Jeff Bezos’ decision to publicly call out American Media Inc. for an attempt this week at “extortion and blackmail” could have consequences far beyond what the publisher planned.
AMI, owned by David Pecker and best known as the publisher of tabloid The National Enquirer, only a few months ago signed a non-prosecution deal with the Department of Justice, agreeing that for its continued cooperation in an investigation into $275,000 that AMI paid to women with lascivious accusations involving Donald Trump during his presidential campaign in order to kill their stories, it will not be prosecuted for its own wrongdoing. AMI has so far admitted to making the payments at the behest of members of the Trump campaign, so the investigation revolves mainly around the question of whether such payments count as an illegal campaign contribution.
While the agreement includes some broad language from the DOJ and the U.S. attorneys involved in the investigation — which is taking place in New York — that protects AMI from prosecution, it includes a section making clear that “any crimes” the publisher commits after signing the deal can negate the agreement entirely.
From the agreement, signed by AMI’s counsel in September: “It is understood that, should AMI commit any crimes subsequent to the date of signing this agreement, or should the government determine that AMI or its representatives have knowingly given false, incomplete or misleading testimony or information, or should AMI otherwise violate any provision of this agreement, AMI shall thereafter be subject to prosecution for any federal criminal violation of which this office has knowledge.”
A representative of the U.S. Attorney General’s Office in New York could not be reached for comment.
Under federal law, extortion is a crime and defined in Black’s Law Dictionary as “obtaining property from another induced by wrongful use of an actual or threatened force, violence or fear.” Blackmail is essentially synonymous with extortion, but its definition includes the threat “to expose disgraceful acts.” Both can be committed virtually, say, over e-mail, a few of which Bezos made sure to include in his Thursday evening post to Medium. One legal quibble may be that federal extortion/blackmail typically requires a demand for some kind of property, but both generally explain a situation where one party uses threats to leverage another party for its own gain.
In its first statement on Bezos’ claims, AMI wrote that it “believes fervently that it acted lawfully” in “reporting” around him and his affair.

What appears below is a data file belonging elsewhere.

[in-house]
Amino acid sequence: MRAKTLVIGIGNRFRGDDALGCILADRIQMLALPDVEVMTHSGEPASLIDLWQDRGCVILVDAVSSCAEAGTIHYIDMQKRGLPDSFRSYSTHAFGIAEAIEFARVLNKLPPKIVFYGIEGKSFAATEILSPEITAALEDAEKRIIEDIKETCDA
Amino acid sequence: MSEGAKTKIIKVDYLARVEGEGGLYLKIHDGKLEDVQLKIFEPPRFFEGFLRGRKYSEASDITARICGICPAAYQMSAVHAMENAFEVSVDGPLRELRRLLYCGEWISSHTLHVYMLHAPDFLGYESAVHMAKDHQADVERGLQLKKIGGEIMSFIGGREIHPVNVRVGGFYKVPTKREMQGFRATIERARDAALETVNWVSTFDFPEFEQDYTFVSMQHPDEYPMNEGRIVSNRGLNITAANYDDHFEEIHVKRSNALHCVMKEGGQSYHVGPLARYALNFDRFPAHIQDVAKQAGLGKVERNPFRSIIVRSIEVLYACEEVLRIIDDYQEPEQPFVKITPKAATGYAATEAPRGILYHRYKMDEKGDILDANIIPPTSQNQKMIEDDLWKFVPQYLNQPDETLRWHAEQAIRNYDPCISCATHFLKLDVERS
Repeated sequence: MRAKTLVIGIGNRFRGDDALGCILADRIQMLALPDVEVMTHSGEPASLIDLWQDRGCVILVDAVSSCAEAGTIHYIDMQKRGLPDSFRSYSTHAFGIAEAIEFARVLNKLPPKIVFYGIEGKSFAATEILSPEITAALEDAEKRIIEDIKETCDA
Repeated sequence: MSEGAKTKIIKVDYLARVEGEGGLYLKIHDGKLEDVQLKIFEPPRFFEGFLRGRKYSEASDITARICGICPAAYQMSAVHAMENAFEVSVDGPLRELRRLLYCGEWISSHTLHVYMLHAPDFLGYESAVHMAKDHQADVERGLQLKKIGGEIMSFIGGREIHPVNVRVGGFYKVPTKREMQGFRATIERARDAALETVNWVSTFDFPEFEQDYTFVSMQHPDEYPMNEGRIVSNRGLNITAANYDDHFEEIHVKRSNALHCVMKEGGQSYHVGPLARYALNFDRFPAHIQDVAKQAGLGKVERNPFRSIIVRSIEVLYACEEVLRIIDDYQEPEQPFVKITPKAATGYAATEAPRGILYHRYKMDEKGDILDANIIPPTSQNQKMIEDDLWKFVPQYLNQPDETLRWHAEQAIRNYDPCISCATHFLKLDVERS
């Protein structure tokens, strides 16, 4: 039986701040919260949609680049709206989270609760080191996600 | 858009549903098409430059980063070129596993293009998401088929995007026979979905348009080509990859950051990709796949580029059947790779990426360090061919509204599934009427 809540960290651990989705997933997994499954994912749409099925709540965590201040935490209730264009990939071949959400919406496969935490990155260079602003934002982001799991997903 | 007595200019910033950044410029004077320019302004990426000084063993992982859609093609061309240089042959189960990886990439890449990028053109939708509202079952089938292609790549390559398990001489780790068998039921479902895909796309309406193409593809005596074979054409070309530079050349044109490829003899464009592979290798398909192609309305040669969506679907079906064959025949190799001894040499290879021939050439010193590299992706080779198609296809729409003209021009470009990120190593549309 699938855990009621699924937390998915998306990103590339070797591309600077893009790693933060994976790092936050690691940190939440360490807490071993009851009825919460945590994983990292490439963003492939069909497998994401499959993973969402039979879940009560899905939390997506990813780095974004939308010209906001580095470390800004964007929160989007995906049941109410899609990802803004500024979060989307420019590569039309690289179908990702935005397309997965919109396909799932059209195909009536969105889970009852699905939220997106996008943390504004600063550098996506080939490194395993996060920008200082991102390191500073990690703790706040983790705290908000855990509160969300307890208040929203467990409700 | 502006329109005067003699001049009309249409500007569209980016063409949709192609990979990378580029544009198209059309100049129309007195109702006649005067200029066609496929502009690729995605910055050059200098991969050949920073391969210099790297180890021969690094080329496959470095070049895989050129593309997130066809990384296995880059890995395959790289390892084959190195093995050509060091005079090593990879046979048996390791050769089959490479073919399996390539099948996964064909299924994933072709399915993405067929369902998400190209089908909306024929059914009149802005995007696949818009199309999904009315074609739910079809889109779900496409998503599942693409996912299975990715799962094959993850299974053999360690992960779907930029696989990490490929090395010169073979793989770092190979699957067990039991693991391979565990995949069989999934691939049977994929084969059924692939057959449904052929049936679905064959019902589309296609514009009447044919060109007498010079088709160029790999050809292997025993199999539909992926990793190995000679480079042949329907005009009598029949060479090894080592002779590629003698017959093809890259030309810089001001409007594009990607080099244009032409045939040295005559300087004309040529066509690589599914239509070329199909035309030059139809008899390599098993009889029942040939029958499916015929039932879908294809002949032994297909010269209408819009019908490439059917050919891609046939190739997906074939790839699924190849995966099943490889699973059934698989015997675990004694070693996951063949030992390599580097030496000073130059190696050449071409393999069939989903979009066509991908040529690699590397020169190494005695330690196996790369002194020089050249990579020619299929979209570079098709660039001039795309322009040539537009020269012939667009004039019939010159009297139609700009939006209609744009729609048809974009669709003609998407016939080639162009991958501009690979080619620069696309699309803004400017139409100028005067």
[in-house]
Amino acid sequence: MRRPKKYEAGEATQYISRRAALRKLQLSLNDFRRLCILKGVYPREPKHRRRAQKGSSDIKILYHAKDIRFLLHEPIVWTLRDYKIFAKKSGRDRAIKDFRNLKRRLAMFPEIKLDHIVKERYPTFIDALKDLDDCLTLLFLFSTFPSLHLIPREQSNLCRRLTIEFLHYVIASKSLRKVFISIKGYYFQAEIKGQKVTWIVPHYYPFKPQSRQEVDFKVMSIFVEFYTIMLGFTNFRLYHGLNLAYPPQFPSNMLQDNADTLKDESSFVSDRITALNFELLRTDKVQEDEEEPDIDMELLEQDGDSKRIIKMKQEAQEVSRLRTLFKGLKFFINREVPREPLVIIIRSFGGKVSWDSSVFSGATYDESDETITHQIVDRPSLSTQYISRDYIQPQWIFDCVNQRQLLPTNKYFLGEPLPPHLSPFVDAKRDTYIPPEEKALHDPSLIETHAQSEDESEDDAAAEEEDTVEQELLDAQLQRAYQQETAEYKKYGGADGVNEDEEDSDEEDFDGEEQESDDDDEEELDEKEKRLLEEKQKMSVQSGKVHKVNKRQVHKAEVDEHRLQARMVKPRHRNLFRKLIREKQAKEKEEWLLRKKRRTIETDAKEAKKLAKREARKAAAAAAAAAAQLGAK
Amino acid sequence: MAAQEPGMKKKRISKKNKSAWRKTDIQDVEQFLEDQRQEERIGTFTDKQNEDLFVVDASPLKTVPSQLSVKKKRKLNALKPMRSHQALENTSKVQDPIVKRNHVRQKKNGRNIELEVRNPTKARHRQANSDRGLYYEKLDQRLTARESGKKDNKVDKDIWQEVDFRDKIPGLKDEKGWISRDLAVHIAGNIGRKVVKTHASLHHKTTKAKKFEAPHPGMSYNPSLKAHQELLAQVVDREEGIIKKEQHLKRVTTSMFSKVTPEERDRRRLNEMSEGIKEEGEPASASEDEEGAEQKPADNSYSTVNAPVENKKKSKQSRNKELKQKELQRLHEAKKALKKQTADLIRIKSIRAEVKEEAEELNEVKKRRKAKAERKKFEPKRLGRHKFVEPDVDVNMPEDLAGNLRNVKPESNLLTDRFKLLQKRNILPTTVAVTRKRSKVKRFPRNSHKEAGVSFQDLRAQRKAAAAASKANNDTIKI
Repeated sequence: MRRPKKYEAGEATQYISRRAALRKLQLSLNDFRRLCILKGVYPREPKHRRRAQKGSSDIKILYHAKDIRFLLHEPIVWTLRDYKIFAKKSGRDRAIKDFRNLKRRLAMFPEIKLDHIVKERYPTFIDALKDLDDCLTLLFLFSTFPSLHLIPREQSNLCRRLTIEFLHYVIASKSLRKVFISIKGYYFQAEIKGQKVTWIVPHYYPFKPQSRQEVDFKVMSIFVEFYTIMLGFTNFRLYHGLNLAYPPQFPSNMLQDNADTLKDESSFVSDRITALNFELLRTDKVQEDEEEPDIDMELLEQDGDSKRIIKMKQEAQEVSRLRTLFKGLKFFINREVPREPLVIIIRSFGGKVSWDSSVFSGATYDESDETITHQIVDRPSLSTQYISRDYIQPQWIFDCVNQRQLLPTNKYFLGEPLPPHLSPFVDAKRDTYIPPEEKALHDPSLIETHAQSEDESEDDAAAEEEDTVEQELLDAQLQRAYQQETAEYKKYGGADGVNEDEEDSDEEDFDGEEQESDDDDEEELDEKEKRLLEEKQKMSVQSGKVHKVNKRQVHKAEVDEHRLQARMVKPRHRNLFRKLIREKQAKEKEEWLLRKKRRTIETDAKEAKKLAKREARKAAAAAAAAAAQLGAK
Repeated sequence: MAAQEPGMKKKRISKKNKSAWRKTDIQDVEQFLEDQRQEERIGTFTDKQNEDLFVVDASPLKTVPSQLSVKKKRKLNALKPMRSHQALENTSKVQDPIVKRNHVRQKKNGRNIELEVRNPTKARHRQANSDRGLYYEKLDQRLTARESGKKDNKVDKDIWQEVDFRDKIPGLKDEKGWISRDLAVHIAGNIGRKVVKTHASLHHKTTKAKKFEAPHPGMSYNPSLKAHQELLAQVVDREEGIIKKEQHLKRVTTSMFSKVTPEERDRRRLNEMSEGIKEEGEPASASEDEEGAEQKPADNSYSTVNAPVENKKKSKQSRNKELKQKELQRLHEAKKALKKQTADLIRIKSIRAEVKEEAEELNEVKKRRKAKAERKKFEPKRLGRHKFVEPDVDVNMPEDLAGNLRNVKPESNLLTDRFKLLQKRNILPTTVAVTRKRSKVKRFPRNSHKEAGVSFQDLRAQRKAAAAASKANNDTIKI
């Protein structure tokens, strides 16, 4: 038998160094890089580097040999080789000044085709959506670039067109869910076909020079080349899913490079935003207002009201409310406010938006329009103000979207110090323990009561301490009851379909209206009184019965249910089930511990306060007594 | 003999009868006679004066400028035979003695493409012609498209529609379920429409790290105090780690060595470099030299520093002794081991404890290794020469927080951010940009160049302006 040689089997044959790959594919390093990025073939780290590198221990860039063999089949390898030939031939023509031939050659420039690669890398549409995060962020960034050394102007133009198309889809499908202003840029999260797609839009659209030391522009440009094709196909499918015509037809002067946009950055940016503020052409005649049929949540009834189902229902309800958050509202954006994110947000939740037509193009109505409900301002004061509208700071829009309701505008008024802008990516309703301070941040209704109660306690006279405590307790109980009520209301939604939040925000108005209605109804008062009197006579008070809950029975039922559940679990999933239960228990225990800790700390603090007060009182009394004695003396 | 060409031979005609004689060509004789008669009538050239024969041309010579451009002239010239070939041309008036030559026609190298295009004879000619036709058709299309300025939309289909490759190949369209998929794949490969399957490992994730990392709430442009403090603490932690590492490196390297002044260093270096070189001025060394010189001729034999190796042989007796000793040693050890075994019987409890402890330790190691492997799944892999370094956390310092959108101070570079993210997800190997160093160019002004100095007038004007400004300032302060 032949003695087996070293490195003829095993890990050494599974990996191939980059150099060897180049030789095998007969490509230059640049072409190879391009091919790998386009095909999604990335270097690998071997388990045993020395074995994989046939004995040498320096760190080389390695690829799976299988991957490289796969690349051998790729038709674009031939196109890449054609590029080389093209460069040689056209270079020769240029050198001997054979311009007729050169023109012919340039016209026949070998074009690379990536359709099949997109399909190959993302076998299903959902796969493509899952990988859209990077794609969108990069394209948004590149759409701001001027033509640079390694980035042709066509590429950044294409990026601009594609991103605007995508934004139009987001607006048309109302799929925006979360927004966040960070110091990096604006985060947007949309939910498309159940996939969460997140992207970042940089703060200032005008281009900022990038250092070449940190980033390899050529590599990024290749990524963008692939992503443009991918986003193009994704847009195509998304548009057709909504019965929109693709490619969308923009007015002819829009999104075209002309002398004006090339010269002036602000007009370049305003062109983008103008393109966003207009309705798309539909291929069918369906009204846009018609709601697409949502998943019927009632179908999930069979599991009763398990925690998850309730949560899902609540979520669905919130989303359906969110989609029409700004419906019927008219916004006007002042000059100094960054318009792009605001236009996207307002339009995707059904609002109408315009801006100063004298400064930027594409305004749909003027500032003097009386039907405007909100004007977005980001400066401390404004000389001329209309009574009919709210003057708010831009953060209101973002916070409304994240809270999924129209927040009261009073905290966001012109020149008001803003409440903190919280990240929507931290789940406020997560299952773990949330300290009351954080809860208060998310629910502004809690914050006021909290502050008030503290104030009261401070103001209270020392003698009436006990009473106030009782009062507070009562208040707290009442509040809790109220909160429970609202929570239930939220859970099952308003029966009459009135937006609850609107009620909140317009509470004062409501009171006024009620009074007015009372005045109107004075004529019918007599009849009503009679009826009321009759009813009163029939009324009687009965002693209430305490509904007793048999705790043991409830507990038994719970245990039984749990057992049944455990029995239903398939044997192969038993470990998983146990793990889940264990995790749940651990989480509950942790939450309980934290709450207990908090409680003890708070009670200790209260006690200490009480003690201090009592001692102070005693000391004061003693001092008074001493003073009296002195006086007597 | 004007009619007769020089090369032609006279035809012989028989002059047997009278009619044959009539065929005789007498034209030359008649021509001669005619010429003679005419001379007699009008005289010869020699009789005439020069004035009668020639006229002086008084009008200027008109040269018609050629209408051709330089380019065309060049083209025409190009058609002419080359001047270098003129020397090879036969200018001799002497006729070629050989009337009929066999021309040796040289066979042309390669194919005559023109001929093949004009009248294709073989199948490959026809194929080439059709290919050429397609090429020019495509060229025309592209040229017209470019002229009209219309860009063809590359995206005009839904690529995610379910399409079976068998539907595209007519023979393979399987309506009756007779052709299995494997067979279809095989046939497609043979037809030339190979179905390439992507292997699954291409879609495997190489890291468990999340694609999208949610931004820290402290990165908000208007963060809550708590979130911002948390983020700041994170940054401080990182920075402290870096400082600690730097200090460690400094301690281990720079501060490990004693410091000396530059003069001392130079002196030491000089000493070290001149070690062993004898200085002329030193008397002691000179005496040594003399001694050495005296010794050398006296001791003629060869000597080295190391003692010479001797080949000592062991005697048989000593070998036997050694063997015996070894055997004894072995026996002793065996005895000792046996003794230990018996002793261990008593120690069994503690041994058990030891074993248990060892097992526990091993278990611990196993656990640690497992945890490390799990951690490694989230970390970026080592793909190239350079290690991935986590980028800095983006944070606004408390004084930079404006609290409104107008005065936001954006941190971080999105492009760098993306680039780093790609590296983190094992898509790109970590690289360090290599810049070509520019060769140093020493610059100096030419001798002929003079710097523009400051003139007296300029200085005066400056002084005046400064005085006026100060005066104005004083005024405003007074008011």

“Further, at the time of the recent allegations made by Mr. Bezos, it was in good faith negotiations to resolve all matters with him,” AMI added. “Nonetheless, in light of the nature of the allegations published by Mr. Bezos, the Board has convened and determined that it should promptly and thoroughly investigate the claims. Upon completion of that investigation, the Board will take whatever appropriate action is necessary.”
But boy, does it seem like AMI tried to get some leverage over on Bezos. The Amazon founder and chief executive officer and, since 2015, owner of The Washington Post wrote on Medium that AMI over the last week attempted to use as a bargaining chip intimate photos of Bezos (who is married but now separated) and his girlfriend Lauren Sanchez, which they exchanged over text message. Bezos had hired a private investigator to try to find out how The Enquirer got access to those text messages, something that he claimed made Pecker “apoplectic.”
AMI, according to e-mails from the last week, wanted Bezos to publicly acknowledge in a “mutually agreeable news outlet” that The Washington Post had “no knowledge or basis for suggesting that AM’s coverage was politically motivated or influenced by political forces,” a reference to stories the Post has published on AMI’s Trump campaign payouts and the publisher’s possible link to the Saudi government — including last year’s publication of a strange pro-Saudi tabloid. AMI also asked Bezos for “an agreement that [Bezos parties] will cease referring” to the possibility that certain of AMI’s actions were indeed politically motivated.
In exchange for such an agreement and public concession, AMI said it would not “publish, distribute, share, or describe unpublished texts and photos” that it had collected in its “news-gathering and reporting.” Also, the agreement would have to be “completely confidential” and if Bezos went back on it at any time, AMI could do whatever it liked with the photos. Bezos noted, too, that AMI characterized the photos as something that could damage Amazon, because they would show shareholders his “poor business judgment.”
In simpler terms, AMI tried to use private photos of Bezos and veiled threats to his business in order to have him publicly state — and keep secret the motivation for his statement — that reporting around AMI’s politically motivated actions, even by his own publication, were simply wrong.
All of this is further muddied by the fact that Pecker is a well-known friend of Trump’s, who has been openly hostile toward Bezos, Amazon and the Post.
Amazon shareholders don’t seem too worried — the company’s stock was down a reasonable 1 percent to $1,589 per share in pre-market trading and it still has a market capitalization of nearly $800 billion. But AMI and Pecker may need to start worrying about the agreement with the DOJ.
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